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Rotary drilling techniques used in the Beckley coalbed.
Pittsburgh, PA: U.S. Department of the Interior, Bureau of Mines, RI 9238, 1989 Jan; :1-11
The U.S. Bureau of Mines used a contact drilling strategy with short- collared assemblies in order to rotary drill long horizontal methane drainage holes in the Beckley coalbed near Glen Daniel, West Virginia. By decreasing the thrust and increasing the rotation of the drill bit when in contact with the roof and floor rock, assemblies with 1-ft (0.3-M), 10-ft (3-m), and 14-ft (4.3-M) long collars were made to deflect and stay in the coalbed. Successful application of this procedure resulted in holes drilled full length in coal with the original assembly including bit. The test assemblies deflected away from the original bearings of the holes during drilling and arced. Four holes were drilled to depths ranging from 478 ft (145.7 M) before the strategy was developed, to 4,034 ft (1,230 m) when the strategy was applied. Total length of the holes in coal was 8,590 ft (2,618 m). After 577 days the total methane captured by the holes was 221,600,000 ft3 (6,276,000 m3). The methane flow rate peaked at 805,000 ft3/d (22,798 m3/d), then decreased to stabilize at 670,000 ft3/d (18,974 m3/d) after 6 months.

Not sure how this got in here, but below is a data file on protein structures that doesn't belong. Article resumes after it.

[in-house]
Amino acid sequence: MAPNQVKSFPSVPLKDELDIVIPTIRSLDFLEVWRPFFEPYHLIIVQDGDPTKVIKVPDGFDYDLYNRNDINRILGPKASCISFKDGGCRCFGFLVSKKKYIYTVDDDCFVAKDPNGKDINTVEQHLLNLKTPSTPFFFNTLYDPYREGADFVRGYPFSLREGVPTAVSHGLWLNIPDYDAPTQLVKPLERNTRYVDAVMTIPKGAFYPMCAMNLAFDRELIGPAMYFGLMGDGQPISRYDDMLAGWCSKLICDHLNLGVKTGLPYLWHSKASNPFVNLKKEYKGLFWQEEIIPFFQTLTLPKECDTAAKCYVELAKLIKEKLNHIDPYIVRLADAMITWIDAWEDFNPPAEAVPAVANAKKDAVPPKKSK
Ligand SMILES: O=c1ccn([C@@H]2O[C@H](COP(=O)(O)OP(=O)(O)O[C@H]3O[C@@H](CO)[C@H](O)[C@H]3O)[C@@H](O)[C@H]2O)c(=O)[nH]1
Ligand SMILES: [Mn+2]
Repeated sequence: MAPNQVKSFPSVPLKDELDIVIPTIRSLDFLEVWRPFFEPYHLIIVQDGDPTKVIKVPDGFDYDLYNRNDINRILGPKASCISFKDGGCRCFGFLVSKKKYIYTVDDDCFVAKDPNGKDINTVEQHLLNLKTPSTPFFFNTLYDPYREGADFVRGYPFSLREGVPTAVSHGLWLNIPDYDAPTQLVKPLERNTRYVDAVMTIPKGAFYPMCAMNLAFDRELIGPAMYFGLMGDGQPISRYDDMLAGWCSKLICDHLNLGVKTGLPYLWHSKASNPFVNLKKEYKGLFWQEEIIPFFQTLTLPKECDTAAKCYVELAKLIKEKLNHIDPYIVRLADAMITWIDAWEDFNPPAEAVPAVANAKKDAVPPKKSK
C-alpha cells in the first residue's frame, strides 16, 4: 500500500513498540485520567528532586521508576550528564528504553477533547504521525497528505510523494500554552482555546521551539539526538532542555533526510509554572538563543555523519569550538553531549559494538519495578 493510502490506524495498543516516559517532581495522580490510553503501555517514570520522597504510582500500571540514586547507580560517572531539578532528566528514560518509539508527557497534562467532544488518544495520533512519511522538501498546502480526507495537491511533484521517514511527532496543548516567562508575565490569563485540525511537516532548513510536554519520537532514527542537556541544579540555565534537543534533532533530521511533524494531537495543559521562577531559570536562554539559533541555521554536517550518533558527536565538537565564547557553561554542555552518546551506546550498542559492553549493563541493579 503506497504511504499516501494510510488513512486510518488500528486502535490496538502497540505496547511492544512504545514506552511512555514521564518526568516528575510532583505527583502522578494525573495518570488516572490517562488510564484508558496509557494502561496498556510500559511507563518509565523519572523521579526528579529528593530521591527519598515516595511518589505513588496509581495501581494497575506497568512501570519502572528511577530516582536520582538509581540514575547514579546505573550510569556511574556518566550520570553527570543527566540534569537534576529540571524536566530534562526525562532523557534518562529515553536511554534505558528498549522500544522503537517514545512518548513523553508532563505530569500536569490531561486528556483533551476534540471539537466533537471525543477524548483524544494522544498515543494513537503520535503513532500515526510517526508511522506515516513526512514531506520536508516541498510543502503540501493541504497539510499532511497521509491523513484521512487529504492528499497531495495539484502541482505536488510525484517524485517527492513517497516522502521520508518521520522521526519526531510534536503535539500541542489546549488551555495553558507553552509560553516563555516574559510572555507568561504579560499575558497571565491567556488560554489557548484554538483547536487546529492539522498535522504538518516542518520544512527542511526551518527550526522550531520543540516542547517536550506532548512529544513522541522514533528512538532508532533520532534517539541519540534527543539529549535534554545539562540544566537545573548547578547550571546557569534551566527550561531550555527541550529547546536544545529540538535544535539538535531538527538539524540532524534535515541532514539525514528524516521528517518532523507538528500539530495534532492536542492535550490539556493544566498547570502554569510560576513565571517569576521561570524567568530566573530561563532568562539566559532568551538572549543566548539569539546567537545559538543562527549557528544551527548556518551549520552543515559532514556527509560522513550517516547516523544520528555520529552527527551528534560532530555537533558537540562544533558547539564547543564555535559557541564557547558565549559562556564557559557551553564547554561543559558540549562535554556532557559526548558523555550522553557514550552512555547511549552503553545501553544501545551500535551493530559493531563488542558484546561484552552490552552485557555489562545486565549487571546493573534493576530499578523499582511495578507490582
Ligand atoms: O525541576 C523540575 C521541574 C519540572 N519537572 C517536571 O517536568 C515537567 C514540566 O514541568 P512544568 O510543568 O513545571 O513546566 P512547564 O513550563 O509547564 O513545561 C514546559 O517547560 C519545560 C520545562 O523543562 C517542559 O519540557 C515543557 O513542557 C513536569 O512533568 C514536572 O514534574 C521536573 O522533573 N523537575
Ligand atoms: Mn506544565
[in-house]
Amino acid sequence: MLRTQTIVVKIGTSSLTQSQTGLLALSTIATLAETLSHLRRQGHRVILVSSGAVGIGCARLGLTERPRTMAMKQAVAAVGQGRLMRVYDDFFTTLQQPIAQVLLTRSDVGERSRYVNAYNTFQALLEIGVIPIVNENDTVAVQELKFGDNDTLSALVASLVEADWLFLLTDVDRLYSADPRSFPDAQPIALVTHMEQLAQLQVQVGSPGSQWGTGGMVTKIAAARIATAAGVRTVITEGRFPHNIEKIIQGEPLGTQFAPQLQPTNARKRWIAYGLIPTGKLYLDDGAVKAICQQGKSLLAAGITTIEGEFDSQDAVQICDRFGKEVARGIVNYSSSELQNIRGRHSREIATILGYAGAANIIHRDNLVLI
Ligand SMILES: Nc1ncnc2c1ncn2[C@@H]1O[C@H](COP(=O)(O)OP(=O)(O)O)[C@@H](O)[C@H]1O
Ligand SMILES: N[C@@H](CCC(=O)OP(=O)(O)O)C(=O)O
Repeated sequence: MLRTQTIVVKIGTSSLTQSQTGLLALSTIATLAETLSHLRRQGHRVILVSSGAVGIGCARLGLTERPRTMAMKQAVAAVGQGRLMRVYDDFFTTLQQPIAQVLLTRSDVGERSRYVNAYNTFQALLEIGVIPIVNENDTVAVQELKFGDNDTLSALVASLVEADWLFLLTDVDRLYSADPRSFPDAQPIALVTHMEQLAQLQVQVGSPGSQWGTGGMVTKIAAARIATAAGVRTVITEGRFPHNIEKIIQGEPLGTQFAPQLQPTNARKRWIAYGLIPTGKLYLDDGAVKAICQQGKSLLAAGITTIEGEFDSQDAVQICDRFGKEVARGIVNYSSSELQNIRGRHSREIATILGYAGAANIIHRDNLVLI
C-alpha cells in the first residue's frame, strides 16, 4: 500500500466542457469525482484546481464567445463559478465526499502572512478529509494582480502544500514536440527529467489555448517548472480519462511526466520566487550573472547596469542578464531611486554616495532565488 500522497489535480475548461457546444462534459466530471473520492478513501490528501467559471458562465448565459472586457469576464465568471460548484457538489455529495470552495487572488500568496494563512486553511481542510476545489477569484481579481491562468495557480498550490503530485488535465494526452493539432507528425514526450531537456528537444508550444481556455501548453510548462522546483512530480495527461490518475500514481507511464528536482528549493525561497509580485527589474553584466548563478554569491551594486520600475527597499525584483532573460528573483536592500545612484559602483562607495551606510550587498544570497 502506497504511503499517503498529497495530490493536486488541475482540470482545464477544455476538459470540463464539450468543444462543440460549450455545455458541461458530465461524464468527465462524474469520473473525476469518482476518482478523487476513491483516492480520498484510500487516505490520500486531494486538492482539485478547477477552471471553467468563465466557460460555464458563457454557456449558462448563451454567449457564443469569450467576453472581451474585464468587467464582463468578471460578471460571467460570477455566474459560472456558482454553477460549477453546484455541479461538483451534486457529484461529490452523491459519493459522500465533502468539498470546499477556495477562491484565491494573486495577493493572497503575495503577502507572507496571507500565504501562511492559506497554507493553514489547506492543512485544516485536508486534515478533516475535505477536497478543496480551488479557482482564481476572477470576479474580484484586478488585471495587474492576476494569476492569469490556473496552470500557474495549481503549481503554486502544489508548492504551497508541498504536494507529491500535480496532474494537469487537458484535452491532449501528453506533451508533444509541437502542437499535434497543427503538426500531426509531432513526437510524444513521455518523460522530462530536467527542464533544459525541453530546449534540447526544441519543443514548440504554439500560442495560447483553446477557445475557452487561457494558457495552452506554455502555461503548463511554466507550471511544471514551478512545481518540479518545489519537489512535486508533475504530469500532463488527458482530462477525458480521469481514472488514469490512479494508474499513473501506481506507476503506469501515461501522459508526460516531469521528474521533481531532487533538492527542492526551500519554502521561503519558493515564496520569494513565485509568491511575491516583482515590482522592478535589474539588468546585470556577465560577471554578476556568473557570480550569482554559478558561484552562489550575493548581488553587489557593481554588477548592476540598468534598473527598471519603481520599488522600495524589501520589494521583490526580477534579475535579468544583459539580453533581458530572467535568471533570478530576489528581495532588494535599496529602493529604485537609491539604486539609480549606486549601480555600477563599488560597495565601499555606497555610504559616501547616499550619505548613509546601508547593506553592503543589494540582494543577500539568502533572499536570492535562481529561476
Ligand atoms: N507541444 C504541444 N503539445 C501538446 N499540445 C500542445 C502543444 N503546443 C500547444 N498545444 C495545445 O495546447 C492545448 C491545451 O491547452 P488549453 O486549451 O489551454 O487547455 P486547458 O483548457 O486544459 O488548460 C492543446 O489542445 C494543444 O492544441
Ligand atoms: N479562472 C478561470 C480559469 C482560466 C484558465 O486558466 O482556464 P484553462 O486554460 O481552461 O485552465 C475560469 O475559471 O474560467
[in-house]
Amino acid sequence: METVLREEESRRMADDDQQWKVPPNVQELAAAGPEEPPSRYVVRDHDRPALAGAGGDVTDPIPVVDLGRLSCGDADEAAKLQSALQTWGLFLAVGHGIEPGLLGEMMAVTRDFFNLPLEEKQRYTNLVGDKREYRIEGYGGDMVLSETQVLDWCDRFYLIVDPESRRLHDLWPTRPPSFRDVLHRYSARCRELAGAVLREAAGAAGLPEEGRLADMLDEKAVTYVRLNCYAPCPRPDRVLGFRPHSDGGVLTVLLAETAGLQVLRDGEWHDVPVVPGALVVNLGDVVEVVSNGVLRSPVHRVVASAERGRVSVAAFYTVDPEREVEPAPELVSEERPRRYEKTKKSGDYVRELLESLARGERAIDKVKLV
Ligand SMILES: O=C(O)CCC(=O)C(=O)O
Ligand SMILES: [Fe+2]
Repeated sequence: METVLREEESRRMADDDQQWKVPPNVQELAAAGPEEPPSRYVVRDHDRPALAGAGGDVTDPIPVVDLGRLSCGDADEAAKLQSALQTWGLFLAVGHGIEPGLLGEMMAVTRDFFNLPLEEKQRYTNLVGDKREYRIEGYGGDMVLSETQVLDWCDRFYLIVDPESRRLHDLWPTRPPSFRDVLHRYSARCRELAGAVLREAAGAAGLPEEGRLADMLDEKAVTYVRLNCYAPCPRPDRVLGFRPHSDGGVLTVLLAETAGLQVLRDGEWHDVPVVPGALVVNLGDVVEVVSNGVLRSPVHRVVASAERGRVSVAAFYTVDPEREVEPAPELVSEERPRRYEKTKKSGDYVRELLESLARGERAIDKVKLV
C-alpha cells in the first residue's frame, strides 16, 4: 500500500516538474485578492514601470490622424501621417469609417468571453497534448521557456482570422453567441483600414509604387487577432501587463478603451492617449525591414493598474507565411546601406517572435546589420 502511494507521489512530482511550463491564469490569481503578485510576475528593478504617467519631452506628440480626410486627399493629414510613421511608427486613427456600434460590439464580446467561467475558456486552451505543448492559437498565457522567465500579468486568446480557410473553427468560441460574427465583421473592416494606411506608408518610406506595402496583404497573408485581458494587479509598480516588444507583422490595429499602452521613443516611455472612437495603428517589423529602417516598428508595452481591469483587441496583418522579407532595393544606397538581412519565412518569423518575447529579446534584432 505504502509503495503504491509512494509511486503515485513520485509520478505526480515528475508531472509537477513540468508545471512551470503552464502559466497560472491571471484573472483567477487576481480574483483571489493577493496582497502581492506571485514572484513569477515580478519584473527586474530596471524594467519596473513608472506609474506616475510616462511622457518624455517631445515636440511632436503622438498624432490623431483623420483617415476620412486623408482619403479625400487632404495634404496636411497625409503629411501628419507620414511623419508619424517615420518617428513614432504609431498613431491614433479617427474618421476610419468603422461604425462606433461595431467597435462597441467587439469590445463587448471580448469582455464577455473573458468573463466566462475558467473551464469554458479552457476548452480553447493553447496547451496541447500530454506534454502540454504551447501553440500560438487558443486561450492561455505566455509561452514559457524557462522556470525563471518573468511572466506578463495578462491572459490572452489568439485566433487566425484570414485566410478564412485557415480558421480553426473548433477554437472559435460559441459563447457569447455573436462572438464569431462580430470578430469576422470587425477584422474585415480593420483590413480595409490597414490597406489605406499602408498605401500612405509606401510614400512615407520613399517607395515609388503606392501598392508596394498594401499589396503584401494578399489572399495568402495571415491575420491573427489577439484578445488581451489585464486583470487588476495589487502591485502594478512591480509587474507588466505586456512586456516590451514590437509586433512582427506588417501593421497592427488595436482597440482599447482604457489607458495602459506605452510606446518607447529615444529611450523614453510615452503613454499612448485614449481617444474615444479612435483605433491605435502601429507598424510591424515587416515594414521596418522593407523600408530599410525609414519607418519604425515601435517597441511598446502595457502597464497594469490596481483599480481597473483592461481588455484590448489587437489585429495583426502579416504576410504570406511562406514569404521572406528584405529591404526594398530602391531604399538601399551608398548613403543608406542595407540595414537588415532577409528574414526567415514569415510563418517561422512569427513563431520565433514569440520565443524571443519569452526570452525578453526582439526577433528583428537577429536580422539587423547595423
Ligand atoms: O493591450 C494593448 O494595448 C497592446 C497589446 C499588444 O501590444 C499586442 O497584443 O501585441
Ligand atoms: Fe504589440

Mine-gases; Mining-industry; Methanes; Methane-drainage; Methane-control; Explosive-gases; Explosive-atmospheres; Underground-mining; Coal-mining; Control-technology; Engineering-controls
IH; Report of Investigations
NTIS Accession No.
Pittsburgh, PA: U.S. Department of the Interior, Bureau of Mines, RI 9238
Page last reviewed: September 2, 2020
Content source: National Institute for Occupational Safety and Health Education and Information Division